Chapter 7 draws on eastern European Marxism to introduce historical materialism dialectically into the psychology of queer theory. To propose a new political role for unconscious messages and desires, I conceptualize the unconscious as a psychic device that is shaped by class- and racial dynamics. On the basis of a Soviet Marxist theorist, Nikolay Marr, who argued that
2 Class unconsciousness Meyerhold’s chronotope A scribble of ribbon winds over a grid (Figure 2.1). The axes are numbered, clearly intended to identify the spaces of the grid and thus to locate the ribbon precisely. The handwritten notes along the sides of the grid explain that the drawing is a “spatial-chronometric” notation of the scene – a plan of movement across the stage, with approximate timing. The drawing graphs the movement of two entities, marked “S” and “B,” along with the time when they cross particular points. Although the author of this graph is
between a satire’s immediate geopolitical claims (protecting and extending Britain’s territorial holdings) and visual metaphors that work against those claims constitute a puzzling phenomenon that I will term the cartographic unconscious. Many of the prints examined here exhibit a complete disregard for the location, strategic value or anything else that the public might know about distant territories
2 The invention of the unconscious Inward the course of empire takes its way (Frederic Myers) The search for the self The quest for the historical Jesus was not restricted to the universities or the established Churches. Across Britain and the United States, working-class radicals debated the historical basis of the Gospel records. Before George Eliot’s translation of the Leben Jesu appeared, plebeian secularists had issued cheap pirated editions of Strauss’s work. Their turn to historical enquiry was driven by a very different set of motives to those which
defined. We envisioned The Graphic Unconscious not as a proper theme per se but as a theoretical device to mobilize the imprint, along with its implied characteristics, seriality, and dissemination, and to re-read – indeed re-imagine – critically the field of contemporary artistic production. The Graphic Unconscious refers to the unconscious
This article proposes a reading of Le Fanu‘s ‘Carmilla’ in relation to the ideas of the French psychoanalyst Jean Laplanche, particularly Laplanche‘s notion of the enigmatic signifier. Laplanche refigures the inauguration of human sexuality as a failure on the infant‘s behalf to meaningfully translate the enigmatic messages received from the adult world, which, Laplanche argues, are freighted with unconscious sexual meaning. Unable to fully metabolise these enigmatic signifiers, the infant is prone to trauma, as the un-translated residues of the adults address sink into the unconscious to form powerful unconscious fantasies that continue to trouble the subject. A parallel is drawn here with Laura‘s relationship with the mysterious but alluring Carmilla, whose enigmatic desire both fascinates and repels Le Fanu‘s narrator from the moment of Laura‘s childhood trauma but whose enigmatic language remains indecipherable. Carmilla herself is finally seen as the allegorical figure of the Gothic itself: profoundly enigmatic and potentially traumatising.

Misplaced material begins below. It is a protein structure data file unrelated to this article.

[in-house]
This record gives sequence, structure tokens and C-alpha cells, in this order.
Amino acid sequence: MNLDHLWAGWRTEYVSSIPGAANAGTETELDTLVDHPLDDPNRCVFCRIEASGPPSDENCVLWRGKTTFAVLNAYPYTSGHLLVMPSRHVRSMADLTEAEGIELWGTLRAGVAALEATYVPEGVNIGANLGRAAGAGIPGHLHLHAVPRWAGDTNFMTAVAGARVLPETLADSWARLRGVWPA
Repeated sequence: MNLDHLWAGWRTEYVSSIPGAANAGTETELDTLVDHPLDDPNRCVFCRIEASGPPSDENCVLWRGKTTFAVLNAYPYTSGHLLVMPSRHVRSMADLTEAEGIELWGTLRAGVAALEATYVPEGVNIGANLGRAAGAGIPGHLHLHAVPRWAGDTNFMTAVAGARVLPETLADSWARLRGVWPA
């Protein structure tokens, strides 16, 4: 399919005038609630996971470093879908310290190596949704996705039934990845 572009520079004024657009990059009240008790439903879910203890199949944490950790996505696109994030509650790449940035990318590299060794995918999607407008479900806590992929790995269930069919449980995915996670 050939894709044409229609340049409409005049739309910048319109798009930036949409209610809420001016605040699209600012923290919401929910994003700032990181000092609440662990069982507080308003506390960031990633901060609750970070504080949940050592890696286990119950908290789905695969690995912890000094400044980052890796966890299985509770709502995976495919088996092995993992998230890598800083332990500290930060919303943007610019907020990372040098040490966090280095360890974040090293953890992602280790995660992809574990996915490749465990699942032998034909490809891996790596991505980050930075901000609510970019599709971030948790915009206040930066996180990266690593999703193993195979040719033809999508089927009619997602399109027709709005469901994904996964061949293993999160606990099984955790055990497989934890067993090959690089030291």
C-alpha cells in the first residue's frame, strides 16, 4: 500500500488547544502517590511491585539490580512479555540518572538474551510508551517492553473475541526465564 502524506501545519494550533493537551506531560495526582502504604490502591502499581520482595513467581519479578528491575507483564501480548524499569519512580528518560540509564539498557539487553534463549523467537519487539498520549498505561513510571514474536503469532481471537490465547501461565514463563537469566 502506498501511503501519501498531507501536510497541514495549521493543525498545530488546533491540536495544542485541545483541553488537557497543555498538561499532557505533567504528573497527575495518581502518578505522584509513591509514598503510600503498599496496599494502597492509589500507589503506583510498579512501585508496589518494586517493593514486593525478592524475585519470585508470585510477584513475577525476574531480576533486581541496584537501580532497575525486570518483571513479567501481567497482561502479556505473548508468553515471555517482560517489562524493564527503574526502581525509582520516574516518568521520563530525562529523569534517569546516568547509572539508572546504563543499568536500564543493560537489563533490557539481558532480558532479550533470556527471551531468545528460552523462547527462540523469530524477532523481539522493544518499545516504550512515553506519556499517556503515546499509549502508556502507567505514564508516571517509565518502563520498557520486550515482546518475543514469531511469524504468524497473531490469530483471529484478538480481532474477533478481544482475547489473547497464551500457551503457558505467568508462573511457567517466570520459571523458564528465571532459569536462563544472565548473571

Based on the author’s experience as both a journalist and an independent researcher working regularly in eastern Democratic Republic of Congo (DRC), this article examines the many constraints that journalists face in areas of armed conflict. It considers two unusual aspects of journalistic practice observed in the DRC: first, the reporters’ lexical dependence – that is, how the language journalists typically use to describe war is borrowed, sometimes unconsciously, from the war-related rhetoric developed in other fields – and second, journalists’ practical dependence on humanitarian organisations and how this might influence the articles they produce.
In The Arcades Project, Benjamin explores the different aspects of nineteenth-century culture, in search of a historical reality to which people can awake in a revelatory act of political consciousness. However, the uncanny effects of his archival approach impinge on this revelatory and sublime process. Rather than revealing the political, economic, and technological latent content of the past, representations of the material object confront consciousness with the unfamiliar and abject forms of the repressed collective unconscious. The Gothic tropes of Benjamin‘s text are the traces of the melancholy haunting his concept of a demystifying revelation of historical and material truth.
This essay reads the opening of Marcel Proust‘s In Search of Lost Time against its high-modernist reception history to recover its Gothic unconscious. My argument first traces the repressed horror tale at the heart of ‘Combray I’ by foregrounding tropes of fear and imprisonment; I then recontextualize Proust within the Gothic tradition, drawing explicit comparisons to Poe and Radcliffe. I suggest that the narrators invocation and subsequent repression of Gothic forces, in particular of the uncanny, constitutes the novels primal dialectic and plays a constitutive role in the dramas of memory and desire.